Today, Blair Horner of NYPIRG discusses the findings of New York Governor Andrew Cuomo's Moreland Commission.
Last week, Governor Cuomo’s Moreland Commission to Investigate Public Corruption issued its first report. It painted a devastating picture of the way business is conducted at the state Capitol. The Commission found evidence of unethical behavior – both illegal and legal -- and recommending sweeping changes to New York State’s elections, ethics and campaign finance laws.
According to the Commission, “The commission’s preliminary observation is that both the general state of our political system, and the way business is transacted within it, cry out urgently for reform. New York needs comprehensive reform to restore the public trust.”
The Commission said its investigation had found “deplorable conduct, some of it perfectly legal yet profoundly wrong; some of it potentially illegal,” and promised to refer some findings to law enforcement.
The Commission’s report described “a pay-to-play political culture driven by large checks,” in which special interests donated campaign contributions in return for legislative favors. In addition, the report revealed how candidates spent campaign money on personal items like clothing and cigars. Lastly, the report documented how the New York State Board of Elections consistently failed to enforce election laws. The report suggested that campaign finance laws were so lax that fundraising can amount to “legalized bribery.”
While most of the Commission’s findings are consistent with other analyses from others, in one area its findings were particularly startling: the revelations of the stunning failures of the State Board of Elections. No one who has closely watched the State Board of Elections would be surprised by the Commission’s damning observations.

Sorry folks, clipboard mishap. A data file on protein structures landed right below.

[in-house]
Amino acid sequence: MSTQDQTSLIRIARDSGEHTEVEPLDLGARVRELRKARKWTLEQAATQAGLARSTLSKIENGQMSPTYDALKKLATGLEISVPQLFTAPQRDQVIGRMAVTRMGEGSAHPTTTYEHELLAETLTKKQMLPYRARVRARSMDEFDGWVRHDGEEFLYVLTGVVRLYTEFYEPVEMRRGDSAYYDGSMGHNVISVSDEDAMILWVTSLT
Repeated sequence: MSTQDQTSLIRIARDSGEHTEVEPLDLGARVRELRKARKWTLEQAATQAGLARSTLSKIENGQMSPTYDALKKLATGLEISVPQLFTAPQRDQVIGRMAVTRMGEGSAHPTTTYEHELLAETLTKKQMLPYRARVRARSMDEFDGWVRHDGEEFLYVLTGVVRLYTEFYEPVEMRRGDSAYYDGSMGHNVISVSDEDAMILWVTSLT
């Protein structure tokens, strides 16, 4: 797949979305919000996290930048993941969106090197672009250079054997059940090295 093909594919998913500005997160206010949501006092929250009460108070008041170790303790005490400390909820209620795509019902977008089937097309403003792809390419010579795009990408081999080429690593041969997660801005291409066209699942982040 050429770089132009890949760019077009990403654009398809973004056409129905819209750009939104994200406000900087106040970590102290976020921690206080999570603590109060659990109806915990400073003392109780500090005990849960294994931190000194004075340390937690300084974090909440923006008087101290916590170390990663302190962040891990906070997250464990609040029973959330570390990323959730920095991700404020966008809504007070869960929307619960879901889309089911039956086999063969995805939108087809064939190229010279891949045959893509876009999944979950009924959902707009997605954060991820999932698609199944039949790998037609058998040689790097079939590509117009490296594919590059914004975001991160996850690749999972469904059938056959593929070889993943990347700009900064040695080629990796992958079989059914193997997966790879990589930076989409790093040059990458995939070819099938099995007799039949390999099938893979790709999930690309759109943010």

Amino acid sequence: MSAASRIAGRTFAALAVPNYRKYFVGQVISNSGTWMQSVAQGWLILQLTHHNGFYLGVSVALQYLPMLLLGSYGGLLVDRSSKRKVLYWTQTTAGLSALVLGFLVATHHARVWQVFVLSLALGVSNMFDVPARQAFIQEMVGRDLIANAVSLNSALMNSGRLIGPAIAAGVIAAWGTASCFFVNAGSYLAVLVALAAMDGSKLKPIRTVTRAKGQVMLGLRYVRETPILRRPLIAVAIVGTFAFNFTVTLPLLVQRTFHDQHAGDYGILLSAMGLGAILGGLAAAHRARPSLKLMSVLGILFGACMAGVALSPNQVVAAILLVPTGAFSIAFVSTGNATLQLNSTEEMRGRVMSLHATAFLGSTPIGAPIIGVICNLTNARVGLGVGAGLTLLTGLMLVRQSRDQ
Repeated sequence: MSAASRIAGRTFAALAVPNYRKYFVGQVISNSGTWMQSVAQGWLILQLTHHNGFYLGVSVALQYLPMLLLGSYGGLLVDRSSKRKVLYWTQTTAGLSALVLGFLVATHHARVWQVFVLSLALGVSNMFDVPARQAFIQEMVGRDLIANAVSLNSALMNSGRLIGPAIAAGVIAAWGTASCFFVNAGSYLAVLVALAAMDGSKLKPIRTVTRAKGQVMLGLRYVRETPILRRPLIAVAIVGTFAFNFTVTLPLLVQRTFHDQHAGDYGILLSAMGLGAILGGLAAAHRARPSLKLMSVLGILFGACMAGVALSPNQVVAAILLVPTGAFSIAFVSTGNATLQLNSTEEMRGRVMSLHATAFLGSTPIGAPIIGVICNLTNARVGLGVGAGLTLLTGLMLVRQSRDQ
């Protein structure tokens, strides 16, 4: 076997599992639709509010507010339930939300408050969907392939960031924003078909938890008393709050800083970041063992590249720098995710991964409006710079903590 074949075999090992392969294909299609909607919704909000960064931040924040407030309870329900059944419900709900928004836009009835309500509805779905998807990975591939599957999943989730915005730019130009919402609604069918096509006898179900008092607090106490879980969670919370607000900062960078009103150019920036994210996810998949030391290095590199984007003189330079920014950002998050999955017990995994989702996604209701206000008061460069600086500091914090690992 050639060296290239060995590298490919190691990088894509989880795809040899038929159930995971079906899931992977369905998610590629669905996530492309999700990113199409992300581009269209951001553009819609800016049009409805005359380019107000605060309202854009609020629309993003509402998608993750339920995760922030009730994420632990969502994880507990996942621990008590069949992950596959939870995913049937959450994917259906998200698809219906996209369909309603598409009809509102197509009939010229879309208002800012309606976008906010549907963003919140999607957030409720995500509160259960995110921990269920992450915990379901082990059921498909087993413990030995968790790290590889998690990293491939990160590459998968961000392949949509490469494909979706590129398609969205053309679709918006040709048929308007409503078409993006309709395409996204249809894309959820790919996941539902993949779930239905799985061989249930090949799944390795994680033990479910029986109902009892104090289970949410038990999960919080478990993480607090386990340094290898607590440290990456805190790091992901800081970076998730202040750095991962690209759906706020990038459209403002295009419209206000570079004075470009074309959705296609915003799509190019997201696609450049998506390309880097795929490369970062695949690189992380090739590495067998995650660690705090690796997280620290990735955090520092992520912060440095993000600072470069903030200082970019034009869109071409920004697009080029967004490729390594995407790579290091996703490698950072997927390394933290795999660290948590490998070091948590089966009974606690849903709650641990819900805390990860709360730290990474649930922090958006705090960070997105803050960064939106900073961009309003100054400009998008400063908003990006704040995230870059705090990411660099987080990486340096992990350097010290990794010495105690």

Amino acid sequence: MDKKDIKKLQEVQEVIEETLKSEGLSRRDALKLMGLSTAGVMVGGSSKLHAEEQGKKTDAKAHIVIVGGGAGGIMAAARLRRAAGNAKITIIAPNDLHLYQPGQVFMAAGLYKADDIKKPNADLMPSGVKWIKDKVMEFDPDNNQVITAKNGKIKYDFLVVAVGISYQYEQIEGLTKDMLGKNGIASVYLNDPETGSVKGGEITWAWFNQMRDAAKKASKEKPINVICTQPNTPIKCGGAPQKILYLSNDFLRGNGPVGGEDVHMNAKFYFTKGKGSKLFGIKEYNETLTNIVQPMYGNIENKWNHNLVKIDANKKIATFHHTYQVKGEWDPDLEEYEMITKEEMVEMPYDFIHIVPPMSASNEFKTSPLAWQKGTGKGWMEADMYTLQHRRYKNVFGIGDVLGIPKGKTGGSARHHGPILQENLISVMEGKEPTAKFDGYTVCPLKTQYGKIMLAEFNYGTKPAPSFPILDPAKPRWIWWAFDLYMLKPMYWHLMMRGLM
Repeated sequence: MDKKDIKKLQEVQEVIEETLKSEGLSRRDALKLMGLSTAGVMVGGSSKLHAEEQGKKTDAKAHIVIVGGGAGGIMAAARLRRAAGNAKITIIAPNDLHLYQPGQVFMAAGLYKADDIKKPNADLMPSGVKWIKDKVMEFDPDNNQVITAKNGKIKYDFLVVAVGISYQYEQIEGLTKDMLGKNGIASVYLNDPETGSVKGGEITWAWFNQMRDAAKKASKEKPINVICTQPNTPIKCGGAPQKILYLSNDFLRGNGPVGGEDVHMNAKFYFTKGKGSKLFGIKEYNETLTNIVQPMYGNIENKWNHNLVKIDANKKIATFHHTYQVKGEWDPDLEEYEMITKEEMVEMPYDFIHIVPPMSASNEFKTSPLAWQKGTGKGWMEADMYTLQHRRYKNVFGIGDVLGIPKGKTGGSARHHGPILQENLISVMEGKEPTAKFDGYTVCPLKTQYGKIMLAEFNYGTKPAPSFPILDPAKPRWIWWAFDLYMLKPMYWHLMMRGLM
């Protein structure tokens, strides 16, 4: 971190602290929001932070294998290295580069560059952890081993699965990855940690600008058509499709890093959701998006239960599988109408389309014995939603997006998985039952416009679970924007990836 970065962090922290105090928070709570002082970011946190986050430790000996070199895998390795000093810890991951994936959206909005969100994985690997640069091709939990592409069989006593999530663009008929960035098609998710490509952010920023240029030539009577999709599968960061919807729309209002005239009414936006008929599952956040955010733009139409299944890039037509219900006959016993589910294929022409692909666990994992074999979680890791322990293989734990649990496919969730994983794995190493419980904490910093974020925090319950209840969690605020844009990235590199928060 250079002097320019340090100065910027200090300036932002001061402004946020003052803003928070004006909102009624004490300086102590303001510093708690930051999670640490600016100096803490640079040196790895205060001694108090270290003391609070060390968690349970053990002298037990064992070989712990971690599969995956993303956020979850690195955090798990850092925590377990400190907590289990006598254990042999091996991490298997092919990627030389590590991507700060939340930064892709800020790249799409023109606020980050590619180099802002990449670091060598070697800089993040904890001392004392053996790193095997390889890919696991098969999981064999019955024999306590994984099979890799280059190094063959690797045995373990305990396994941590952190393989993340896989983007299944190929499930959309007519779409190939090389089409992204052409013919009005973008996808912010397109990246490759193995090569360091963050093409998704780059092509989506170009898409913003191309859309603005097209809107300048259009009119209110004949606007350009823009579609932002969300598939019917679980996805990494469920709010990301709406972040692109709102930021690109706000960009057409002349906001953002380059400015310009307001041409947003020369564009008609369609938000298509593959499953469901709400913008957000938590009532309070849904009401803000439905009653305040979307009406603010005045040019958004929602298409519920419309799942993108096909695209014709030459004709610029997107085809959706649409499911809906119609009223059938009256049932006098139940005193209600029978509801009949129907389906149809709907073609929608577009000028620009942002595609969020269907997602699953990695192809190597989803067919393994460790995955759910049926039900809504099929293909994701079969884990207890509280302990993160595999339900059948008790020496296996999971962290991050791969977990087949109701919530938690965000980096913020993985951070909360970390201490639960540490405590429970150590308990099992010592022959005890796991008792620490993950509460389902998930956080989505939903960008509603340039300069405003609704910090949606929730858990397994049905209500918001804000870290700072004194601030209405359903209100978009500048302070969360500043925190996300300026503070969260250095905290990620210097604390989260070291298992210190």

The Commission found that the Board is essentially useless in enforcing the state’s campaign finance law. However, the report’s most shocking findings were how the State Board treated some staff. The Commission found that in some cases staff’s pleas for meaningful work assignments were ignored at best and punished at worst. Those stories underscored how the Board puts the needs of the political parties well ahead of the interests of the public it purports to serve
The Commission’s recommended that, “New York needs structurally independent, professional election and campaign finance law enforcement, not just an elections administrator. Campaign finance and election law enforcers should be insulated from partisan control, and should be given the autonomy and authority to aggressively pursue violations and enforce our laws.”
The Commission also recommended the establishment of a new comprehensive campaign finance program that included a voluntary system of public financing of elections in New York. Setting up a public financing system is a critical component to changing Albany’s pay-to-play culture
Independent, aggressive oversight of the campaign financing system – both inside a voluntary system of public financing and outside of it – is not possible if the State Board of Elections is left as the public’s monitor.
Reforming the oversight and enforcement of the state’s elections laws, both current and in the future, is critical to the effort to end campaign finance dysfunction. As revealed by the Commission, the Board has too often failed to fulfill its mandate to enforce the state’s existing laws.
In short, it’s clear that the Board has to go. Coupled with a voluntary system of public financing and other changes, these actions could go a long way toward ending Albany’s dysfunction.
But it all turns on the governor. Will the governor take the lead and push for reforms in the same way as he has with some of his other landmark achievements? If so, New Yorkers could have a state government that it deserves.
That’s all for now. I’ll be keeping an eye on the Capitol and will talk to you again next week.
Blair Horner is the LEGISLATIVE DIRECTOR OF THE NEW YORK PUBLIC INTEREST RESEARCH GROUP.
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